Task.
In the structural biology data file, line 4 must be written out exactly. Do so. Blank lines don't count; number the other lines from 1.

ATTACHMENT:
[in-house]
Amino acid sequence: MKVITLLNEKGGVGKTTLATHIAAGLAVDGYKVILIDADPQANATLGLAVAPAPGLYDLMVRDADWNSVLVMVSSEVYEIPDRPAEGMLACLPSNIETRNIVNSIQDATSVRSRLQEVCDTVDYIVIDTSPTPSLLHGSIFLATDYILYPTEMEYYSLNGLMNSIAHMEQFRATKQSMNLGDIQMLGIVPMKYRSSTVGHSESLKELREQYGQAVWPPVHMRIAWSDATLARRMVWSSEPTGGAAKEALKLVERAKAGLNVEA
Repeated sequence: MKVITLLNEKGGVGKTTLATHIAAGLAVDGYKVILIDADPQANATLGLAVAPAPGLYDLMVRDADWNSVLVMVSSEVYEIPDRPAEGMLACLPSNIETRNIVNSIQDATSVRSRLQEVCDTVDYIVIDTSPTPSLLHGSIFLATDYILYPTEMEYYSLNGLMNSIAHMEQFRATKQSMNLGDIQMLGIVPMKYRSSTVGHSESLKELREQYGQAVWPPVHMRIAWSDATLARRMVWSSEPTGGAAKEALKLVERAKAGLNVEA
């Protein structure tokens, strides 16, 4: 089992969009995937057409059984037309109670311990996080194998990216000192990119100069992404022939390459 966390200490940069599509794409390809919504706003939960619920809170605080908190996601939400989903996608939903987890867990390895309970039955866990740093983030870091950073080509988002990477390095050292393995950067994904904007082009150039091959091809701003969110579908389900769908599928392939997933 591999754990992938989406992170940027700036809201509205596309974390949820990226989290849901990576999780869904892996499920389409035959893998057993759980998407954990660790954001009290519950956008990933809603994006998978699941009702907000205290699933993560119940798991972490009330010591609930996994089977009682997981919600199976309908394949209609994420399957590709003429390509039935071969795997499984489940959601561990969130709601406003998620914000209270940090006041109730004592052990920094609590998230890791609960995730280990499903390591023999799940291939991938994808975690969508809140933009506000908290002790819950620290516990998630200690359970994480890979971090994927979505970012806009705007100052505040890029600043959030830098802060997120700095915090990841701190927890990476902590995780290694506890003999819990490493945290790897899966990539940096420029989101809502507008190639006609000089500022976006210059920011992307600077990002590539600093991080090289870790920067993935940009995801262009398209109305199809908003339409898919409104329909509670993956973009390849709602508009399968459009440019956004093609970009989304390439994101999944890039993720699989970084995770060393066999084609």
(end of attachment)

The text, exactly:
């Protein structure tokens, strides 16, 4: 089992969009995937057409059984037309109670311990996080194998990216000192990119100069992404022939390459 966390200490940069599509794409390809919504706003939960619920809170605080908190996601939400989903996608939903987890867990390895309970039955866990740093983030870091950073080509988002990477390095050292393995950067994904904007082009150039091959091809701003969110579908389900769908599928392939997933 591999754990992938989406992170940027700036809201509205596309974390949820990226989290849901990576999780869904892996499920389409035959893998057993759980998407954990660790954001009290519950956008990933809603994006998978699941009702907000205290699933993560119940798991972490009330010591609930996994089977009682997981919600199976309908394949209609994420399957590709003429390509039935071969795997499984489940959601561990969130709601406003998620914000209270940090006041109730004592052990920094609590998230890791609960995730280990499903390591023999799940291939991938994808975690969508809140933009506000908290002790819950620290516990998630200690359970994480890979971090994927979505970012806009705007100052505040890029600043959030830098802060997120700095915090990841701190927890990476902590995780290694506890003999819990490493945290790897899966990539940096420029989101809502507008190639006609000089500022976006210059920011992307600077990002590539600093991080090289870790920067993935940009995801262009398209109305199809908003339409898919409104329909509670993956973009390849709602508009399968459009440019956004093609970009989304390439994101999944890039993720699989970084995770060393066999084609």